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Sunday, April 7, 2013

Usefulness and acceptability of a standardised orientation and mobility training for partially-sighted older adults using an identification cane

Usefulness and acceptability of a standardised orientation and mobility training for partially-sighted older adults using an identification cane.
Ballemans J, Zijlstra GA, van Rens GH, Schouten JS, Kempen GI.
Source
Department of Health Services, Research, and CAPHRI School for Public Health and Primary Care, Maastricht University, Maastricht, The Netherlands.
Abstract
BACKGROUND:
Orientation and mobility (O&M) training in using an identification (ID) cane is provided to partially-sighted older adults to facilitate independent functioning and participation in the community. Recently, a protocolised standardised O&M-training in the use of the ID cane was developed in The Netherlands. The purpose of this study is to assess the usefulness and acceptability of both the standardised training and the regular training for participants and O&M-trainers in a randomised controlled trial (NCT00946062).
METHODS:
The standardised O&M-training consists of two structured face-to-face sessions and one telephone follow-up, in which, in addition to the regular training, self-management and behavioural change techniques are applied. Questionnaires and interviews were used to collect data on the training's usefulness, e.g. the population reached, self-reported benefits or achievements, and acceptability, e.g. the performance of the intervention according to protocol and participants' exposure to and engagement in the training.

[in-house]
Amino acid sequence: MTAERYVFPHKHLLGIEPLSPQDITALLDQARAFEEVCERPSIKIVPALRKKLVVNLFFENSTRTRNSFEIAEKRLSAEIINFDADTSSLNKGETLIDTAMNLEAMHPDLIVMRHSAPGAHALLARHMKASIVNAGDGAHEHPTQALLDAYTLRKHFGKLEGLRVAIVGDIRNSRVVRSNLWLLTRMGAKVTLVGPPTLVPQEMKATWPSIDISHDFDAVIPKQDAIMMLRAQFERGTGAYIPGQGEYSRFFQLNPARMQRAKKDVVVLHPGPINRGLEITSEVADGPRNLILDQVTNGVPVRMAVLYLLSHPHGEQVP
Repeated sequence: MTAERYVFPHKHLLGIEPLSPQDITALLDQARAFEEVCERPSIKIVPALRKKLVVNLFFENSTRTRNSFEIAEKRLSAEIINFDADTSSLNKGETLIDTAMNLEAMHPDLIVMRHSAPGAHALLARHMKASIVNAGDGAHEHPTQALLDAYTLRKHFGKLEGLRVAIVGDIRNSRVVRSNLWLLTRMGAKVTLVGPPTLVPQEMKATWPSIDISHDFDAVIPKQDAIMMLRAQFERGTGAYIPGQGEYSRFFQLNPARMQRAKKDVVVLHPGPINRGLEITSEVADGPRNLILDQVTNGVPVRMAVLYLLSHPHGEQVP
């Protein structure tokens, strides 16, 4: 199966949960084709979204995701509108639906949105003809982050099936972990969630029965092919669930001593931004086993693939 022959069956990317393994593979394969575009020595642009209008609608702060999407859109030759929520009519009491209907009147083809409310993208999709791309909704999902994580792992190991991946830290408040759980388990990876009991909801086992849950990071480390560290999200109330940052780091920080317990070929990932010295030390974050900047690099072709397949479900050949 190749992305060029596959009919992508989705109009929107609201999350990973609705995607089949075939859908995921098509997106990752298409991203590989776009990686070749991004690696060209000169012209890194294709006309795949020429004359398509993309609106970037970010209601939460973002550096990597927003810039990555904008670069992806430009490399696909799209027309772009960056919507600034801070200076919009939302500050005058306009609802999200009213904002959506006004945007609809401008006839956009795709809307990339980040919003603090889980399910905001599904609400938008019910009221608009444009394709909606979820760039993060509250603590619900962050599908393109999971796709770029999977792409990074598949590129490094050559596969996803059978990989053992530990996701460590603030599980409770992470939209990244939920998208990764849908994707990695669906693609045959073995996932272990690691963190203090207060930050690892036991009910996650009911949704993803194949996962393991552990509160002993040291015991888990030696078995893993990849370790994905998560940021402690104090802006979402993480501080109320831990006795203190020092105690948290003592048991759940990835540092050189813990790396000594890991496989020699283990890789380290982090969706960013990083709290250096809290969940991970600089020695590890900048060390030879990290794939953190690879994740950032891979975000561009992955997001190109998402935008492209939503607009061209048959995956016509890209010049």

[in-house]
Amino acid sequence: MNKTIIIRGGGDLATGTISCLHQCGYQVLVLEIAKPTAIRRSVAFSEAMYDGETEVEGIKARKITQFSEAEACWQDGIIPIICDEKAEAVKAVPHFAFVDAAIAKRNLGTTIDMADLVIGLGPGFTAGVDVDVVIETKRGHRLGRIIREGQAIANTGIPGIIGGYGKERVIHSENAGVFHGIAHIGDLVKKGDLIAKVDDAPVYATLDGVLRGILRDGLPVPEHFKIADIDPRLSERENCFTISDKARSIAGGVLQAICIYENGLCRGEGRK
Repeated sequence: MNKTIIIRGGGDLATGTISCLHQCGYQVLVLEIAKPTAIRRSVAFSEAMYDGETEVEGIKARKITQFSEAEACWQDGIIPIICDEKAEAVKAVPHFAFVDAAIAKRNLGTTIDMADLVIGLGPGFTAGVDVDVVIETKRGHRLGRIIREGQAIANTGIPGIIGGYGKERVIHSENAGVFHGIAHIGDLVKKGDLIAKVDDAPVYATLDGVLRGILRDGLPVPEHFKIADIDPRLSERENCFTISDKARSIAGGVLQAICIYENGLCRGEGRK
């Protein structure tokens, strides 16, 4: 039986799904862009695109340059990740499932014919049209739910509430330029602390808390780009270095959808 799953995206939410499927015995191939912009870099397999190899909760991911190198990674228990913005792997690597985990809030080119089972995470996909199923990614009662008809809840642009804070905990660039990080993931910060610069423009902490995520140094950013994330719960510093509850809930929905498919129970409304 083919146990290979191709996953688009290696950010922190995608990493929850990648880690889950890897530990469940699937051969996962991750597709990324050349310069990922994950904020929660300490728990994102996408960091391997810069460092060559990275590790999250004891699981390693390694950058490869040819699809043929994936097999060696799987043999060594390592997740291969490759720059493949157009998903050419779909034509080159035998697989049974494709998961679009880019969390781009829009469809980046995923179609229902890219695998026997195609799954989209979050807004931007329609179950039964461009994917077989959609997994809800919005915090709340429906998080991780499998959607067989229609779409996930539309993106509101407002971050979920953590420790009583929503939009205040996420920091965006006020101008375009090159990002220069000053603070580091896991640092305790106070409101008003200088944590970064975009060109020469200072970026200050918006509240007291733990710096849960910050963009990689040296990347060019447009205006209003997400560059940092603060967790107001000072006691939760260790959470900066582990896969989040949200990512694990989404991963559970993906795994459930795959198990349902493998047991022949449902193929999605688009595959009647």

RESULTS:
Data was collected from 29 O&M-trainers and 68 participants. Regarding the self-reported benefits, outcomes were comparable for the standardised training and the regular training according the trainers and participants e.g., about 85% of the participants in both groups experienced benefits of the cane and about 70% gained confidence in their capabilities. Participants were actively involved in the standardised training. Nearly 40% of the participants in the standardised training group was not exposed to the training according to protocol regarding the number of sessions scheduled and several intervention elements, such as action planning and contracting.
CONCLUSIONS:
The standardised and regular O&M-training showed to be useful and mostly acceptable for the partially-sighted older adults and trainers. Yet, a concern is the deviation from the protocol of the standardised O&M-training by the O&M-trainers regarding distinguishing elements such as action planning. Overall, participants appreciated both trainings and reported benefit.